Boo
  1. Boo
  2. BOO-1146

Macro named (and typed) arguments

    Details

    • Type: New Feature New Feature
    • Status: Closed Closed
    • Priority: Major Major
    • Resolution: Fixed
    • Affects Version/s: 0.9
    • Fix Version/s: 0.9.1
    • Component/s: Compiler
    • Labels:
      None
    • Testcase included:
      yes
    • Number of attachments :
      0

      Description

      Current macro macro: syntax is a little unfriendly when it comes to handling and checking arguments.
      Either you manually do a lot of manual checks and casting, either you use pattern matching to match arguments, but it is somewhat non-wrist-friendly to do it for simple patterns).

      Macro definitions now support arguments definition in a wrist-friendly and intuitive way, including handling of variable number of (optional) arguments.
      To match a variable number of arguments use T* (enumerable) notation (e.g 'arg as string*' for a variable number of string arguments).
      To match argument type against macro's body, just name the argument `body` (e.g 'body as MethodInvocationExpression*' for allowing only method invocation expressions within the body).

      Testcase (and documentation ):

      """
      the sum of those 6 numbers is 108
      foofoo
      barbar
      invocation #1 of 2
      invocation #2 of 2
      Line 'How do you bou?' contains unknown word 'bou'. Did you mean 'boo'?
      """
      import System
      import Boo.Lang.Compiler.Ast
      import Boo.Lang.PatternMatching
      
      macro sum(numbers as int*):
      	s = 0
      	for n in numbers:
      		s += n
      	yield [| print "the sum of those ${$(numbers.Count)} numbers is ${$s}" |]
      
      macro repeatLines(repeatCount as int, lines as string*):
      	for line in lines:
      		yield [| print $line * $repeatCount |]
      
      macro invokeWithCount(body as MethodInvocationExpression*):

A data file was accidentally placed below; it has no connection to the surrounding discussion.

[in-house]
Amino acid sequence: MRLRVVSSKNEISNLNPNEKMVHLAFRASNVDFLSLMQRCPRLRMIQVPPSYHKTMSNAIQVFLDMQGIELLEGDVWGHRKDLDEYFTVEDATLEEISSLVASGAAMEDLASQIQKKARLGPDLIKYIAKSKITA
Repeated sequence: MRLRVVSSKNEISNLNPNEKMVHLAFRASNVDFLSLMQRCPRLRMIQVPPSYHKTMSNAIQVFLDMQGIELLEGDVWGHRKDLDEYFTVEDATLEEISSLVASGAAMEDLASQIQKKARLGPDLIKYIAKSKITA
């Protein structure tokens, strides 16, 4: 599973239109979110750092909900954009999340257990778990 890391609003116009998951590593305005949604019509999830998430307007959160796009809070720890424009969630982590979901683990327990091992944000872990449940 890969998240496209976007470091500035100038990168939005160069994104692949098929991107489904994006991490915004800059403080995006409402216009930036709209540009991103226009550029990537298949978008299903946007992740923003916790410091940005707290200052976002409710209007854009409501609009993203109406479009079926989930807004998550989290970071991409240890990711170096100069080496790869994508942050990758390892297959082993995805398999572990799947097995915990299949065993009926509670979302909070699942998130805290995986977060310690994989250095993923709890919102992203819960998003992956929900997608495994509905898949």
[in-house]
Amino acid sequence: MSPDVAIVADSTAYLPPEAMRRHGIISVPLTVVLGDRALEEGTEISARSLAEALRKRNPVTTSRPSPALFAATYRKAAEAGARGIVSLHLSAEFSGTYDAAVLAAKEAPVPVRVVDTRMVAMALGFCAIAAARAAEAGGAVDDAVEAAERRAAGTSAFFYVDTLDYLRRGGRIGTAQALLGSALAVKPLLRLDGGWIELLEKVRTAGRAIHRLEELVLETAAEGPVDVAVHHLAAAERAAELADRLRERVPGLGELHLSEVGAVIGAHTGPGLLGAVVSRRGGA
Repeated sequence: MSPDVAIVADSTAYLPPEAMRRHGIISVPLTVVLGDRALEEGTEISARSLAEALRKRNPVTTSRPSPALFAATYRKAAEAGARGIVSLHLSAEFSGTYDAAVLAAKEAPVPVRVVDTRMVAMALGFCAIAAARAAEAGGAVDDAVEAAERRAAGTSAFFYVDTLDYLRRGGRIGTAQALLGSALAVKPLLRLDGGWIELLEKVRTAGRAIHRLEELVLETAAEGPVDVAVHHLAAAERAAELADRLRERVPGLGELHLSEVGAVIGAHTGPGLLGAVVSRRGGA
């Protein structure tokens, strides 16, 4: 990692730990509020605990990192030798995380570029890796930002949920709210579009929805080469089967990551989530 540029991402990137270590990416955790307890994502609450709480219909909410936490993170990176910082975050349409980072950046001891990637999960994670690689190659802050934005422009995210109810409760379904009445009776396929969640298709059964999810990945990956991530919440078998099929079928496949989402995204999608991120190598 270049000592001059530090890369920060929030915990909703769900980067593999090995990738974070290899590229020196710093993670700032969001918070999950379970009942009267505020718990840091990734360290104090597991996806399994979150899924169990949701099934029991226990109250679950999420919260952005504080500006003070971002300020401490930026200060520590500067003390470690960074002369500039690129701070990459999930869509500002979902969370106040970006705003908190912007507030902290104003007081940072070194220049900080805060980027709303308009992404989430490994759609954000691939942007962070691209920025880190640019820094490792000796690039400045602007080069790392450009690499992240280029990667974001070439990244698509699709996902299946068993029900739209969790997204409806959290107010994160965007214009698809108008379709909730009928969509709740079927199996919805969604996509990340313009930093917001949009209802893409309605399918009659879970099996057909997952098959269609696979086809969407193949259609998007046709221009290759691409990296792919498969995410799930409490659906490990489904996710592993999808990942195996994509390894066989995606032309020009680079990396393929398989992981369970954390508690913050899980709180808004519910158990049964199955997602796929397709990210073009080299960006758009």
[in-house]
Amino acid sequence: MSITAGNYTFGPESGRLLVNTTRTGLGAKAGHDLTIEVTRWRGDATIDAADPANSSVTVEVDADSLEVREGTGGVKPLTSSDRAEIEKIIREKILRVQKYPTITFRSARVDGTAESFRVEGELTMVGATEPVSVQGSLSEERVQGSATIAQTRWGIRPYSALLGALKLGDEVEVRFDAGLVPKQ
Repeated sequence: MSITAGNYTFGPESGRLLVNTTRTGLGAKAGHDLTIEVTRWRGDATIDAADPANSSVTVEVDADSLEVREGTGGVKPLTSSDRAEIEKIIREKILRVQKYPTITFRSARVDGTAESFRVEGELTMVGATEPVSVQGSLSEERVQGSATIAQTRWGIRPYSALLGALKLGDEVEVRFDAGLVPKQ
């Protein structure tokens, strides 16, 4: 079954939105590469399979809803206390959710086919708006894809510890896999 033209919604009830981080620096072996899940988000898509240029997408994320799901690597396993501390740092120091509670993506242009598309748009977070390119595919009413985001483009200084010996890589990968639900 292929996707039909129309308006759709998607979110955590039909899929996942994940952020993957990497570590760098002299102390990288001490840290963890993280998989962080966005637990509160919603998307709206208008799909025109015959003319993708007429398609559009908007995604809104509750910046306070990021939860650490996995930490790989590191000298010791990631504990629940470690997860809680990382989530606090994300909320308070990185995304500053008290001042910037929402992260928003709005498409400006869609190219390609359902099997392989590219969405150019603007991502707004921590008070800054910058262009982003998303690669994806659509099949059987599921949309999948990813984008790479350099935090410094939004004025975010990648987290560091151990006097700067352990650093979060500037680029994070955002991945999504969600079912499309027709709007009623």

for invocation in body:
      		invocation.Arguments.Add([| $(body.Count) |])
      		yield invocation
      
      macro spellCheck(lang as string, body as string*):
      	raise "Unknown language `${lang}`" if lang != "en-EN"
      	for line in body:
      		if line.Contains("bou"):
      			yield [| print "line '${$line}' contains unknown word 'bou'. Did you mean 'boo'?" |]
      
      
      sum 4, 8, 15, 16, 23, 42
      
      repeatLines 2, "foo", "bar"
      
      invokeWithCount:
      	Console.WriteLine("invocation #1 of {0}")
      	Console.WriteLine("invocation #2 of {0}")
      
      spellCheck "en-EN":
      	"Hello boo!"
      	"How do you bou?"
      

        Issue Links

          Activity

          Hide
          Rodrigo B. de Oliveira added a comment -

          The text misrepresents the way macros are expressed Today. The first macro could be:

          macro printTimes:
          	case [| printTimes $(StringLiteralExpression(Value: text)), $(IntegerLiteralExpression(Value: count)) |]:
          		for i in range(count):
          			yield [| print $text |]
          
          Show
          Rodrigo B. de Oliveira added a comment - The text misrepresents the way macros are expressed Today. The first macro could be: macro printTimes: case [| printTimes $(StringLiteralExpression(Value: text)), $(IntegerLiteralExpression(Value: count)) |]: for i in range(count): yield [| print $text |]
          Hide
          Cedric Vivier added a comment - - edited

          Oh yeah nice
          I did not think about pattern matching for such simple patterns, but well indeed it could be implemented that way by macro `macro`.

          The point still, is or isn't the syntax proposal a good idea?
          I mean pattern matching is really nice of course but for such simple patterns it seems a little overkill to have to write these isn't it?
          Also the new syntax can potentially provide better error reporting (as in display the 'macro' arguments like "Usage: macroname arg1 arg2..")

          The nice thing about implementing this syntax with pattern matching would be to be able to write macro overloads in isolation:

          macro option(name as string, value as string):